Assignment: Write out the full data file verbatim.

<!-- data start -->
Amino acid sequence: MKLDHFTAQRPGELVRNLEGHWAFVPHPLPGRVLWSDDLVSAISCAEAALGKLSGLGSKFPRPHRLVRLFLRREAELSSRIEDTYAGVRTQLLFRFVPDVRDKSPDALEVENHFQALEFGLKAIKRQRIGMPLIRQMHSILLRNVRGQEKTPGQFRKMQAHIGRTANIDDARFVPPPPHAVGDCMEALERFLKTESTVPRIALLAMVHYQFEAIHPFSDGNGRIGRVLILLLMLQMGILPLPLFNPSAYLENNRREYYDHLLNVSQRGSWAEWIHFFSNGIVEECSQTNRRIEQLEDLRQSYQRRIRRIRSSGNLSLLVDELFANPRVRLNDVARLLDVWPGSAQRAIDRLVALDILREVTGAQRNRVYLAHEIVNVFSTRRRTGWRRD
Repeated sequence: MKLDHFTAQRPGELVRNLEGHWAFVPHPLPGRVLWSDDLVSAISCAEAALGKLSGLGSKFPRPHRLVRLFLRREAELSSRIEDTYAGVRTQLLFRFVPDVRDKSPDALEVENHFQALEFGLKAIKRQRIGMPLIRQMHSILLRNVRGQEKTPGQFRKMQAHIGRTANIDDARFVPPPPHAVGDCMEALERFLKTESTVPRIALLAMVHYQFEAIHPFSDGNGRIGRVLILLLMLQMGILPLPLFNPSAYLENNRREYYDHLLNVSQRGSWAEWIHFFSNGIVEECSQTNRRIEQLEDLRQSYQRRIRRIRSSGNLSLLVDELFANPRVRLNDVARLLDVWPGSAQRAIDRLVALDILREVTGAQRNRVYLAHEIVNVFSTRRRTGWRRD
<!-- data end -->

Amino acid sequence: MKLDHFTAQRPGELVRNLEGHWAFVPHPLPGRVLWSDDLVSAISCAEAALGKLSGLGSKFPRPHRLVRLFLRREAELSSRIEDTYAGVRTQLLFRFVPDVRDKSPDALEVENHFQALEFGLKAIKRQRIGMPLIRQMHSILLRNVRGQEKTPGQFRKMQAHIGRTANIDDARFVPPPPHAVGDCMEALERFLKTESTVPRIALLAMVHYQFEAIHPFSDGNGRIGRVLILLLMLQMGILPLPLFNPSAYLENNRREYYDHLLNVSQRGSWAEWIHFFSNGIVEECSQTNRRIEQLEDLRQSYQRRIRRIRSSGNLSLLVDELFANPRVRLNDVARLLDVWPGSAQRAIDRLVALDILREVTGAQRNRVYLAHEIVNVFSTRRRTGWRRD
Repeated sequence: MKLDHFTAQRPGELVRNLEGHWAFVPHPLPGRVLWSDDLVSAISCAEAALGKLSGLGSKFPRPHRLVRLFLRREAELSSRIEDTYAGVRTQLLFRFVPDVRDKSPDALEVENHFQALEFGLKAIKRQRIGMPLIRQMHSILLRNVRGQEKTPGQFRKMQAHIGRTANIDDARFVPPPPHAVGDCMEALERFLKTESTVPRIALLAMVHYQFEAIHPFSDGNGRIGRVLILLLMLQMGILPLPLFNPSAYLENNRREYYDHLLNVSQRGSWAEWIHFFSNGIVEECSQTNRRIEQLEDLRQSYQRRIRRIRSSGNLSLLVDELFANPRVRLNDVARLLDVWPGSAQRAIDRLVALDILREVTGAQRNRVYLAHEIVNVFSTRRRTGWRRD